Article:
ERBIL (Kurdistan 24) – Iraqi security forces used tear gas, batons, water cannons, and arrests to break up mostly young demonstrators on Thursday in Basra, the southern city that has become best known in the past year as a flashpoint for street protest.
"Five demonstrators were arrested and three others were injured, as well as two officers," read a statement released by the Office of the High Commission for Human Rights in Basra, as reported by local media.
Mass protests began in July in Basra and spread across several southern and central provinces, including the capital of Baghdad. Participants burned down multiple governmental and party offices over the next few months, notable among them Basra’s governorate building and Iranian Consulate.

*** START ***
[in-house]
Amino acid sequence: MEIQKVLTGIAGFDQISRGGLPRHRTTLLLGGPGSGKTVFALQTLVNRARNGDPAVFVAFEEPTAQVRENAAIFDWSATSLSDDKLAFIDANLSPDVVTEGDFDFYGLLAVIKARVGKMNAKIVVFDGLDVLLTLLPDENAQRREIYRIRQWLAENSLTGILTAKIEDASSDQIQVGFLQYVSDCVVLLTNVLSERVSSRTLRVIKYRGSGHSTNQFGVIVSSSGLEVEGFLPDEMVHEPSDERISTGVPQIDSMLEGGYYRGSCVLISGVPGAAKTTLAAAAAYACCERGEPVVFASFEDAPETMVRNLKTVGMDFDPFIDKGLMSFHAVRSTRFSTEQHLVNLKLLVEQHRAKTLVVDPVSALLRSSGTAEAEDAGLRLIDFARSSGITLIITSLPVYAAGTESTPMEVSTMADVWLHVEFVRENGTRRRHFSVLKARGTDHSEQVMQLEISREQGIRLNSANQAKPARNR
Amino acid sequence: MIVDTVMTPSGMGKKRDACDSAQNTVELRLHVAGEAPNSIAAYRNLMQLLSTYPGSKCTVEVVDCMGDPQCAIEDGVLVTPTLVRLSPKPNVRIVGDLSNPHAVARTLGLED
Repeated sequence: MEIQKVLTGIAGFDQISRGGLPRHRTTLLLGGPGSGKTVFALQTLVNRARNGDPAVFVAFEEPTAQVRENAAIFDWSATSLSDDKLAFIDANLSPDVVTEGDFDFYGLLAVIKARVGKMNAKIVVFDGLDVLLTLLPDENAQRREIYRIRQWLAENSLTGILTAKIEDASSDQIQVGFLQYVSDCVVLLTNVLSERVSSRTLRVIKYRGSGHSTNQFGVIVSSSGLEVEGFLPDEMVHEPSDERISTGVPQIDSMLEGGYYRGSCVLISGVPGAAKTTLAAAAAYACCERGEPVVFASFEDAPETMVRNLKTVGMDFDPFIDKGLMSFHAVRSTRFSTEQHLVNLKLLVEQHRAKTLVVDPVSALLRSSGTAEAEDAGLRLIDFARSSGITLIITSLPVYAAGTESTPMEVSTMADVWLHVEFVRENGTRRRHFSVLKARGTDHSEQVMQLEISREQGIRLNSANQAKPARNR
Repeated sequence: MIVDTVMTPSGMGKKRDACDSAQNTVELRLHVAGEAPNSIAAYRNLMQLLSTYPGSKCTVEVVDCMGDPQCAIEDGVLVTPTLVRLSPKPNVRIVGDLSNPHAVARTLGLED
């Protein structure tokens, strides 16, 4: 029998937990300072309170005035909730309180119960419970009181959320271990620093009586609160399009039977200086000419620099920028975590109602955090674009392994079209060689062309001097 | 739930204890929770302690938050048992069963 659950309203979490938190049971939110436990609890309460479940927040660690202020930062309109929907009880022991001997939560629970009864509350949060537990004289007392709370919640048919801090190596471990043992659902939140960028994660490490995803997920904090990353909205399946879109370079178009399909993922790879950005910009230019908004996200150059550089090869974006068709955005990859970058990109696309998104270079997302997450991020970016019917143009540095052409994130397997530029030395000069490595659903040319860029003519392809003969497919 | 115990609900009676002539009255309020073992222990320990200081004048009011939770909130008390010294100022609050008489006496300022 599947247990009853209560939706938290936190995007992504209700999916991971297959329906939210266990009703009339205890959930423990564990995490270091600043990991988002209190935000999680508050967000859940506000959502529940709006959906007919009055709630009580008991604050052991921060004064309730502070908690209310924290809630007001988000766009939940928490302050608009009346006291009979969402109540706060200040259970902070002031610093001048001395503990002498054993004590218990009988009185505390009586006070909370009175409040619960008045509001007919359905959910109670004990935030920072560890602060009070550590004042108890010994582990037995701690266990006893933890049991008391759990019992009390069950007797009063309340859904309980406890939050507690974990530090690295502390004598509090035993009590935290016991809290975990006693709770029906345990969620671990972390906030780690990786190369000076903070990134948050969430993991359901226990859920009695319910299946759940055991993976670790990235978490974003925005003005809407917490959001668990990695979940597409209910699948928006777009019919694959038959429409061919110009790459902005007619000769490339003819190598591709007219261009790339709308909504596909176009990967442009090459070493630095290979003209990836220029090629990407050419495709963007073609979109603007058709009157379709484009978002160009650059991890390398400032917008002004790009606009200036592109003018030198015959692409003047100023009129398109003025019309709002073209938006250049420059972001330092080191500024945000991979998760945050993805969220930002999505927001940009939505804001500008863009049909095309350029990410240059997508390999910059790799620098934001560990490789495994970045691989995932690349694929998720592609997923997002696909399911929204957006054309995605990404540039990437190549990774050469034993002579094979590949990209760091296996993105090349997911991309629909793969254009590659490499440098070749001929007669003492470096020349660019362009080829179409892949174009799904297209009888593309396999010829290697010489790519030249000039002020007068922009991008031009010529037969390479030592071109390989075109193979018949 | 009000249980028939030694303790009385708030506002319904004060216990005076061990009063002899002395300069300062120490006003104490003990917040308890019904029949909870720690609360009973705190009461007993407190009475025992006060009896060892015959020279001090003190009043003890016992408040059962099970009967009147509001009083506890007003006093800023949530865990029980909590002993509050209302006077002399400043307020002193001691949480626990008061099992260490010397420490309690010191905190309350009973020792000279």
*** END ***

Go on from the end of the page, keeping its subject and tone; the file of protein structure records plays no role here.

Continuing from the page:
In addition to demands for better employment and services mentioned above, other central issues of the movement have been chronically poor infrastructure and government corruption. Organizers decry the low standard of living in the oil-rich province, the petroleum exports from which account for over 90 percent of the nation’s total revenue.
Though protests slowed in late 2018, they began again in December when crowds began to reiterate their frustrations, continuing to claim that officials were still failing to deliver on promises made during the runup to the last national election in May.
In late January, Iraqi Prime Minister Adil Abdul-Mahdi visited Basra to revived protests in the area, his first visit to the city since taking office on Oct. 25, 2018.
The prime minister met with local officials in the province where a dilapidated infrastructure has yet to be upgraded 16 years after the fall of Saddam’s authoritarian regime in 2003.